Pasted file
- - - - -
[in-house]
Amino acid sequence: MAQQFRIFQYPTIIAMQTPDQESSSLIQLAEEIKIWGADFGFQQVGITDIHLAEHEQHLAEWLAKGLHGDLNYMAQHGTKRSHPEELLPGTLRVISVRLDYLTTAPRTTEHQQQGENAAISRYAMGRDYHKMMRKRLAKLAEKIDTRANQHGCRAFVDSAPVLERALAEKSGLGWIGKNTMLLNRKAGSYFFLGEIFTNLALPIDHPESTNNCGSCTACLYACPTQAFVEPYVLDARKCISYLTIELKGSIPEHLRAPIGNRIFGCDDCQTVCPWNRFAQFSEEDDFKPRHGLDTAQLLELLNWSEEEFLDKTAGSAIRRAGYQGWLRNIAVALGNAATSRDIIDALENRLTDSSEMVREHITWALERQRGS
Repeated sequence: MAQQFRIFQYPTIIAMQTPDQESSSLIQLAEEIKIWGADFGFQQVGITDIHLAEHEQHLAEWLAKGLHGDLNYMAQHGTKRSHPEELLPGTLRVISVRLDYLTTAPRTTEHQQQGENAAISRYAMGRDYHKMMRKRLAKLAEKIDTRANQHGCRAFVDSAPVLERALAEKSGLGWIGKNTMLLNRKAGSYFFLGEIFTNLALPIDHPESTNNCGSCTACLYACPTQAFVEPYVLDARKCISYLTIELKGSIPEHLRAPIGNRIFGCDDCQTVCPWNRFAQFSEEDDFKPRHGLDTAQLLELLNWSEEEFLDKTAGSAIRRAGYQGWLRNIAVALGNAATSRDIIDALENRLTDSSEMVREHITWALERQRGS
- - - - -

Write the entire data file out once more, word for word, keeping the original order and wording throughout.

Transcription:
[in-house]
Amino acid sequence: MAQQFRIFQYPTIIAMQTPDQESSSLIQLAEEIKIWGADFGFQQVGITDIHLAEHEQHLAEWLAKGLHGDLNYMAQHGTKRSHPEELLPGTLRVISVRLDYLTTAPRTTEHQQQGENAAISRYAMGRDYHKMMRKRLAKLAEKIDTRANQHGCRAFVDSAPVLERALAEKSGLGWIGKNTMLLNRKAGSYFFLGEIFTNLALPIDHPESTNNCGSCTACLYACPTQAFVEPYVLDARKCISYLTIELKGSIPEHLRAPIGNRIFGCDDCQTVCPWNRFAQFSEEDDFKPRHGLDTAQLLELLNWSEEEFLDKTAGSAIRRAGYQGWLRNIAVALGNAATSRDIIDALENRLTDSSEMVREHITWALERQRGS
Repeated sequence: MAQQFRIFQYPTIIAMQTPDQESSSLIQLAEEIKIWGADFGFQQVGITDIHLAEHEQHLAEWLAKGLHGDLNYMAQHGTKRSHPEELLPGTLRVISVRLDYLTTAPRTTEHQQQGENAAISRYAMGRDYHKMMRKRLAKLAEKIDTRANQHGCRAFVDSAPVLERALAEKSGLGWIGKNTMLLNRKAGSYFFLGEIFTNLALPIDHPESTNNCGSCTACLYACPTQAFVEPYVLDARKCISYLTIELKGSIPEHLRAPIGNRIFGCDDCQTVCPWNRFAQFSEEDDFKPRHGLDTAQLLELLNWSEEEFLDKTAGSAIRRAGYQGWLRNIAVALGNAATSRDIIDALENRLTDSSEMVREHITWALERQRGS